Published in tED Magazine on November 2014

According to a survey performed by the LMA Consulting Group (lmaconsultinggroup.com) in conjunction with the APICS Inland Empire Chapter (apics-ie.org), 87% of manufacturers and distributors are experiencing a skills gap—that is, they have lost qualified people to retirement, job transfers, etc. The study also reveals that communication skills are increasing in importance and other skills requiring thinking— such as problem solving—are in high demand, yet frequently lacking. In short, employers’ expectations have increased, and a much broader range of skills is considered essential.

This is not surprising when looking at the postrecession era. Business has become increasingly complex and customers’ expectations are elevated. Employees must know how to navigate myriad operational complexities while managing risk and handling in – creased regulations and requirements. They must also find ways to improve service, reduce lead times, and increase value and profitability. Thus, the skills gap has widened solely due to the increase in requirements.

According to the research results, 77% of manufacturers and distributors are struggling to find qualified candidates. Thus, in addition to pursuing hiring improvements, retention and training programs are gaining in importance. In the coming years, then, as Baby Boomers retire, businesses must focus attention on both navigating the skills gap and bringing in the right talent. Key elements will be:

  • Retain. A critical area of focus should be the retention of top talent. Losing one key employee can have a significant and immediate impact on a business. Employees have gained comfort that the recession is over and are starting to think about their career options. They are beginning to pursue opportunities that offer, among other things, greater responsibility, career progression, flexibility, and money. As a result, retention of these key employees must become a top priority for success.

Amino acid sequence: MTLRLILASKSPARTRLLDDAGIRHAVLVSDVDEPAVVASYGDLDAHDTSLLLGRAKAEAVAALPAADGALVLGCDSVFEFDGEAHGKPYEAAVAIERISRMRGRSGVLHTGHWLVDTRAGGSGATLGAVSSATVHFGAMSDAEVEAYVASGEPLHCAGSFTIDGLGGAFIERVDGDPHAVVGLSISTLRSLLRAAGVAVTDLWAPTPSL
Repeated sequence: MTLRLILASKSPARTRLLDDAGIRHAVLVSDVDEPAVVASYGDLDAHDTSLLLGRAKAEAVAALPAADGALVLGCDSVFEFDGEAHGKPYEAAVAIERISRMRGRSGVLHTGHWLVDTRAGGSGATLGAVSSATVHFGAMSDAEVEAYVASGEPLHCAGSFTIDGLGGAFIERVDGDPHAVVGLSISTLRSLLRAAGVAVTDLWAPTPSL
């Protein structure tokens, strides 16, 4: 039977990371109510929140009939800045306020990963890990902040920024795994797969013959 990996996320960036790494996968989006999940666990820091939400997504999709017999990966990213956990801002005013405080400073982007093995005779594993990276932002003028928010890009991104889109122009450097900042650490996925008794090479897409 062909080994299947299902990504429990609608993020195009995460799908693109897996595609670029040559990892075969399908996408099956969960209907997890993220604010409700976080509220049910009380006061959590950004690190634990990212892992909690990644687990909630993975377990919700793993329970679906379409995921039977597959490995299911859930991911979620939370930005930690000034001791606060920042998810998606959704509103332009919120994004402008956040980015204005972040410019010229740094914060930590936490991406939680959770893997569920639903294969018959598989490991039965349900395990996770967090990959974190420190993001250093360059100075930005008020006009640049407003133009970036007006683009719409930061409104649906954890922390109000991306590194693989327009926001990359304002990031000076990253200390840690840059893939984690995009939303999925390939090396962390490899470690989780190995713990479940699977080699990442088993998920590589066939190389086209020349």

Retention generally boils down to leadership. Do the leaders appreciate their employees’ value? Do they hold workers accountable? Top talent will stay when they see that nonperformers are being addressed. Having leaders who are willing to make the tough decisions can be one of the most effective ways of keeping talent. It might not matter to mediocre talent—but it matters to key players. The survey confirmed that leaders must make time to make performance management, goal setting, and mentoring a priority.

  • Train. Another critical priority is the development of talent, which acts both as a retention strategy and as a means to prepare employees for today’s complex work environment. This goal can be achieved with training/development and mentoring programs. Exceptional leaders do not consider these options as an either-or situation but instead require both.

    As research indicates, a broad range of skills is the cornerstone to success in the new-normal business environment. Therefore, when a firm focuses on both of these areas, it demonstrates to employees their value while at the same time providing them with spe cific skills and behaviors that offer career progression and cross-functional opportunities—thereby building the skills essential for an organization.

  • Recruit. Finally, it is important to attract top talent. A key to success is to always be on the lookout for talent while ensuring the organization is attractive to that top talent, so make a plan to invest time and resources into the hiring process.